Unusual cemeteries also became popular as tourist spots in every country. Every country has its own place to share to the world and make their own locality make known to others. As these places are not common and curiosity builds up to individuals who come and see, you will have an idea of how some countries celebrate and bury their loved ones as they prefer it.
Many of which are just under the ground in a hectare of land. Tombs are everywhere may it be elevated or not. These two are most likely how the people bury the dead. Let’s see few other ways, strange ways, and unique ways of how the Filipinos entombed the dead.
1. Sunken Cemetery in Camiguin
Wow! This is just wow! As you can see, tombs are under the sea. What particular reason do these locals have for burying it under the sea? How do they visit the dead? Swimming right under? Well, maybe. Here is the reason why. Since this island has had many volcanic eruptions in the past, there is no wonder why some sites are submerged in the sea. As what I have researched, Mt. Vulcan Daan erupted in the late 1800’s.
It was devastating so it covered a lot of land and it was continuously submerged. The cross that stands from afar signifies the cemetery underwater. It is best if you go there during afternoons so the water is shallow and you can dive in or go scuba diving to visit the dead! Make sure to swim back!
2. Hanging Coffins in Sagada
Located in the Mountain Province, Sagada is also known for its hanging coffins. This was practiced years before by the Ifugaos of the Cordillera. The coffins are nailed and placed in the cliff of Echo Valley.
Elevated and surrounded by green grass and trees, people go there and purposively see in their naked eyes these hanging coffins. Amazing and creative idea but I wonder how can they visit and light a candle during November right? Oh well, so much for that. The explanation for that is they believe the dead will go nearer to their ancestral spirits.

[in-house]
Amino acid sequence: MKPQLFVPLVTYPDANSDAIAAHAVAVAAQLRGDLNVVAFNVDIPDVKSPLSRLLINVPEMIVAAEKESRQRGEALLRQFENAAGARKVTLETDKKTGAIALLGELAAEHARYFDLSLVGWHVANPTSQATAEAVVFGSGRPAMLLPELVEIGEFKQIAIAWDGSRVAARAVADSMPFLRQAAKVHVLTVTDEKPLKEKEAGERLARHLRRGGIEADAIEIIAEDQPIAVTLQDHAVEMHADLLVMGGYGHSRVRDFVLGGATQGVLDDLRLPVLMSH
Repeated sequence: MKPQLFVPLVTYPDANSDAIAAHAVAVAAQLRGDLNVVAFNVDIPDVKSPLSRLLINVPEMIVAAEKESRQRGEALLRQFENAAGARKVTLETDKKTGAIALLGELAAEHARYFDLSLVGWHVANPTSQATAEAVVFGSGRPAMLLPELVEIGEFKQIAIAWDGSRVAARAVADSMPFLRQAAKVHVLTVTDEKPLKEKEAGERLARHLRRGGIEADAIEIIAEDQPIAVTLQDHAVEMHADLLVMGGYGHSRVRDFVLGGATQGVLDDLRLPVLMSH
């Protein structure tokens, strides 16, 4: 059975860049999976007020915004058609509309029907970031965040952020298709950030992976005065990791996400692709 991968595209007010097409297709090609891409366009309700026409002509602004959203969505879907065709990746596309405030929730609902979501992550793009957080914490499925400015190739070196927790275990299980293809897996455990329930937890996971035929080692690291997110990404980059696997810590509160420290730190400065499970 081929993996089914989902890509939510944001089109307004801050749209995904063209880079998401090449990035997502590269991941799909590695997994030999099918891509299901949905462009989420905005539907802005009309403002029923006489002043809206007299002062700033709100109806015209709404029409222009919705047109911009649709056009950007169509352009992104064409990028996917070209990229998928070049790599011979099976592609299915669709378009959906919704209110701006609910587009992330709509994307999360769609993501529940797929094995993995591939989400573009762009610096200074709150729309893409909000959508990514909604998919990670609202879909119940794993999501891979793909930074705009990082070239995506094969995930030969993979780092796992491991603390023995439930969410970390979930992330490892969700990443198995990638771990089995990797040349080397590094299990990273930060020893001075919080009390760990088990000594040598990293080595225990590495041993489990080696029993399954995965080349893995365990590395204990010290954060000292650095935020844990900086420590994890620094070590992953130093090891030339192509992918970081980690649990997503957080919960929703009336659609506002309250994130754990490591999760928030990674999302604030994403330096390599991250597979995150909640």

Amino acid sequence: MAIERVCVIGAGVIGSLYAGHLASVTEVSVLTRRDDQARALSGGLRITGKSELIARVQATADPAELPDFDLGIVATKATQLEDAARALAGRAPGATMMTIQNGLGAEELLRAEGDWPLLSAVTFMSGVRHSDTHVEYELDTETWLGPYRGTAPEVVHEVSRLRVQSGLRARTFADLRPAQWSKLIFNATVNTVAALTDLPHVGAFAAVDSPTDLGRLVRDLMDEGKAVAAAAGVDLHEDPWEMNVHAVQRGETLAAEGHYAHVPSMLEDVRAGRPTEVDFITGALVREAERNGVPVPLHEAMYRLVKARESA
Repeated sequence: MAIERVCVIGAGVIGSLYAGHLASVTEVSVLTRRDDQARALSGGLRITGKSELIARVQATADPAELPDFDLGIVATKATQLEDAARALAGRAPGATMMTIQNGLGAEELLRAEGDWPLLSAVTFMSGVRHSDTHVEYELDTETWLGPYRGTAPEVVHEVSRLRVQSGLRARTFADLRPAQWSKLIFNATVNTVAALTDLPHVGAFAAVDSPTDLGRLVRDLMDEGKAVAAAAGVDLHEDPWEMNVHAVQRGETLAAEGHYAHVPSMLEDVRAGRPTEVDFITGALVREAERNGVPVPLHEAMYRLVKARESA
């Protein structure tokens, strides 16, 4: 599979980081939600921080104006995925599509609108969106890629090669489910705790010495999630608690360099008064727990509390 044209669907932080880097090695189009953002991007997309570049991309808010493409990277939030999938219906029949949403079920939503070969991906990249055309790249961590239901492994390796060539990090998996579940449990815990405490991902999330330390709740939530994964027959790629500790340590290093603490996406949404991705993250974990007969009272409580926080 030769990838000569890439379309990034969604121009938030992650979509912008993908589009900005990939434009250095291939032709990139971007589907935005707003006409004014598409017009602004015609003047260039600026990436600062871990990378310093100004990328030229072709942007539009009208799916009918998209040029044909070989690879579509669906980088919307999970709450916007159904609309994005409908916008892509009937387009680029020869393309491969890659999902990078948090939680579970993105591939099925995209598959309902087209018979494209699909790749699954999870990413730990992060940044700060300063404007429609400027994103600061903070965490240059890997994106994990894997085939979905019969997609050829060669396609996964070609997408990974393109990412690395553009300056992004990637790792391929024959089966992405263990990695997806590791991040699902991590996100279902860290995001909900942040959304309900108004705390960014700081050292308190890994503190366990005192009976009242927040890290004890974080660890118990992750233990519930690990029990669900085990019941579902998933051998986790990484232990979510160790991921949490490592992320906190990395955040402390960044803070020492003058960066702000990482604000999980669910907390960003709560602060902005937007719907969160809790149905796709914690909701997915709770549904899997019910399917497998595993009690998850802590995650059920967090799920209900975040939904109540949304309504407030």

3. Nagcarlan Underground Cemetery
A revolutionary style cemetery in the province of Laguna. Lies six feet under the ground. Yes! 6 feet! Away from the town’s center, one of those secret and meeting places by the revolutionaries during the Philippine Revolution because of its unknown site and untraceable location.
It was declared as a National Historical Landmark in 1973. When you visit there, you can observe how old the cemetery is. Some corners are rusted and some structure of the walls are filled with dust.
4. Cemetery of Negativism
Situated in Camp John Hay in Baguio city. Cemetery of Negativism is also one of the tourist spots in the Baguio. A very unique way of burying the past that hurt, the negative ways, and releasing the bad energy as they say. You might actually think that the dead are buried here. No! What this cemetery wants to impose in each individual visiting the place is to bury a person’s self-imposed pain or might others want to consider, the bitterness they got in life.
The words carved in the so called tomb are hilarious stating what they want to bury in their lives. This will help in discharging all the negativeness and painful memories in one’s life. The epitaphs also make you reflect on what things you should consider in your life rather than picking up those useless pains and staying there for a lifetime.
5. Bud Bongao Tombs
Located in the tallest peak in Tawi Tawi. This by far is the farthest you have to visit in the Philippines if you are really interested. Tawi tawi is located south in the Philippines. This is a sacred site for the locals. These are for the tribes use only. They are the only ones who can bury their brothers there.
As you walk along the trail, you can see cellophanes tied on the trees. Kaiser Mangampo as stated in the Wayph.com, she said that the tribes believed that cellophanes being tied in the trees are a way for the spirits not to hurt them. Otherwise, something could possibly happen. These are some of their beliefs.
Cemeteries are not always part of a tourist’s destination because it is always associated with the dead. That’s true but consider visiting these cemeteries as a new experience and a cultural knowledge of the people in a country. One’s own beliefs, one’s own perspective and practices. You got to know their ways and have an idea of how uniquely it is being formed.